A Menagerie of Constraints
The existence of a more fundamental class of evolutionary constraints on adaptation has long been recognized. Darwin’s colleague and “bulldog” T. H. Huxley acknowledged their importance explicitly (cf. Maynard Smith et al. 1985). Despite this long recognition, they have often seemed a hodge-podge assortment of relatively peripheral phenomena, and various terms have been offered to classify them, including “constraints of growth” (e.g. allometry), “developmental constraints” (e.g. pleiotropy and multiplicity of phenotypic effects), and “phylogenetic constraints” or “phylogenetic inertia” (results of a clade’s “Bauplan”, like the mammal’s seven cervical vertebrae). Most biologists today take it for granted that the complexities of development and the vagaries of phylogenetic history tightly constrain many adaptive processes. Note that the term “constraint” is a bit misleading, because historical and developmental forces don’t simply limit adaptation, they also bias and channel the generation of phenotypic variation: they provide the scaffolding upon which natural selection acts (cf. Kirschner and Gerhart 1998, 2005).
Developmental constraints have been defined by Maynard-Smith and colleagues as “biases on the production of variant phenotypes, or limitations on phenotypic variability, caused by the structure, character, composition, or dynamics of the developmental system” (p. 265, Maynard Smith et al. 1985). In general, fundamental genetic bases of development are extremely conserved, and in many cases shared by all living metazoans. Thus evo-devo embraces genetic and phylogenetic constraints under one broad umbrella: the conservation of developmental mechanisms (Gilbert et al. 1996; Kirschner and Gerhart 2005; Carroll 2008). Because they are ubiquitous, developmental constraints probably play the most important role in the overall effect of constraint on the evolution of complex traits. For any organ, we expect certain details of form and physiology to represent adaptations, while others reflect phylogenetically conservative developmental constraints of various sorts, or spandrels (Gould and Lewontin 1979). Influenced by evo-devo, recent overviews of human anatomy have emphasized such historical constraints on human biology (Shubin 2008; Held 2009).
Gould, a champion of the importance of constraints in evolution throughout his career, offered two other examples of constraints. First, “constraints of growth” are effects on details of the overall phenotype caused by selection for specific traits (Gould 1977); when the selection is on body size, the changes in shape that co-occur are studied under the rubric allometry. There is a long history of allometric study (Huxley 1932; Thompson 1948; Gould 1966; Finlay et al. 2001), but its developmental basis remains unclear. Second, a trait that arises as a spandrel may be later, opportunistically, be put to use, and Gould argued that such exaptations are particularly relevant to cognitive evolution (Gould 1991).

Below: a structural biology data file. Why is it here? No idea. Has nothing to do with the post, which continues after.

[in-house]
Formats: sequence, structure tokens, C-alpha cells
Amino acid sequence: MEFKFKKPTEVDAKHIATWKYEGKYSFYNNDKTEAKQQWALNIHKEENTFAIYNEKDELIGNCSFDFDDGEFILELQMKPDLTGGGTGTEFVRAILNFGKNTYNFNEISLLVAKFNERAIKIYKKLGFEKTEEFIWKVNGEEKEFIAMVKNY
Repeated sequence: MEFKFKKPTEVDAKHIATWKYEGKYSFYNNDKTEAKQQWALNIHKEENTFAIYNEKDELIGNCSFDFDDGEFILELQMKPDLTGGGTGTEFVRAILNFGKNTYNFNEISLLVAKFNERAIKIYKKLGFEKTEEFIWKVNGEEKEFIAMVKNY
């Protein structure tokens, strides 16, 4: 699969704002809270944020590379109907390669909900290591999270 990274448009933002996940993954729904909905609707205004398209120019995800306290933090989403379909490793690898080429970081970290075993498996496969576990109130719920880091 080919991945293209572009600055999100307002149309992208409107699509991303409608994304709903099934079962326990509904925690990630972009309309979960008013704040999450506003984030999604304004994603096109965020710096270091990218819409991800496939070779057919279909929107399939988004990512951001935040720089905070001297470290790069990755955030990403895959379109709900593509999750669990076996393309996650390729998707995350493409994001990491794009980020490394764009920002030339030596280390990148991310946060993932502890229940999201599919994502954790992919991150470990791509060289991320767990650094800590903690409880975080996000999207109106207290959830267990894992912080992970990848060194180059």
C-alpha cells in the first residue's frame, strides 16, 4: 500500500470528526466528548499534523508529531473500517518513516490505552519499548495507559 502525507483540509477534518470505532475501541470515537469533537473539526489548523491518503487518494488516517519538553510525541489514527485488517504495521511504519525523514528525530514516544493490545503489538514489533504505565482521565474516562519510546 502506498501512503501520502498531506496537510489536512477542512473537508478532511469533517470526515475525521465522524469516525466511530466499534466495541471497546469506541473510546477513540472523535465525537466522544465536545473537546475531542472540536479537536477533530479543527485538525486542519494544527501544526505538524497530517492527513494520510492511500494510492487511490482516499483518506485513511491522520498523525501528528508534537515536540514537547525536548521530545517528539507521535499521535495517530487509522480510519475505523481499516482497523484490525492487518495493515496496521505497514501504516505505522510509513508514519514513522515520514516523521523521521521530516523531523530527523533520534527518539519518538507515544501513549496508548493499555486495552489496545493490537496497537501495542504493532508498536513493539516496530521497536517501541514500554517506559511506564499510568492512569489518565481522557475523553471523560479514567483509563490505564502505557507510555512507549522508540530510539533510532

A Constraint Explained by Evo-Devo
To illustrate, let us return to the giraffe’s neck. The last decades have brought important breakthroughs in our understanding of the developmental system patterning the spinal column in mammals and other vertebrates, allowing us to clarify traditional notions like “Bauplan” in mechanistic, developmental terms. Briefly, vertebrae are formed in the embryo from somitomeres, which are repeated structures running down the embryo’s back. The process of somitomere formation—somitogenesis—involves oscillatory changes in gene expression as the embryo grows (Pourquié 2003; Lewis 2008). During development, an oscillatory process in time (the “segmentation clock”) is converted to a repeated pattern of vertebrae in space (the future spinal column). This system is reminiscent of traditional models in mathematical biology (e.g., Turing 1952; Wolpert 1969), first proposed as a concrete hypothesis much later, by Lewis (1978). Today, we know that many genes, engaged in interacting oscillatory “circuits”, are involved in somitogenesis (Aulehla and Pourquié 2008; Gomez et al. 2008). This is thus an excellent arena to ask how new findings in genetics and development can illuminate old ideas about the mathematics of pattern formation, and even older ideas about the vertebrate Bauplan and the role of constraints in evolution.
A core principle of evo-devo is that, although phenotypes may vary widely among living organisms, the underlying developmental processes are often the same, even to the point of utilizing identical genes in analogous ways (Gilbert 2003; Carroll 2008). The genetic and developmental toolkit remains constant even when the output of the developmental “workshop” varies considerably between species. Thus, the process of somitogenesis is shared among all vertebrates, and indeed many of the underlying genetic mechanisms are also used to build the body segments of insects and other arthopods. This is an example of “deep homology”, the surprising finding of identical genetic mechanisms underlying similar traits in widely-divergent taxa like giraffes, frogs and fruit flies (Shubin et al. 1997; Carroll 2008; Shubin et al. 2009). It also is an example of a deep developmental constraint on evolution: despite some flexibility of somitogenesis across taxa, tampering with this system can lead to major, and typically fatal, changes in any particular embryo.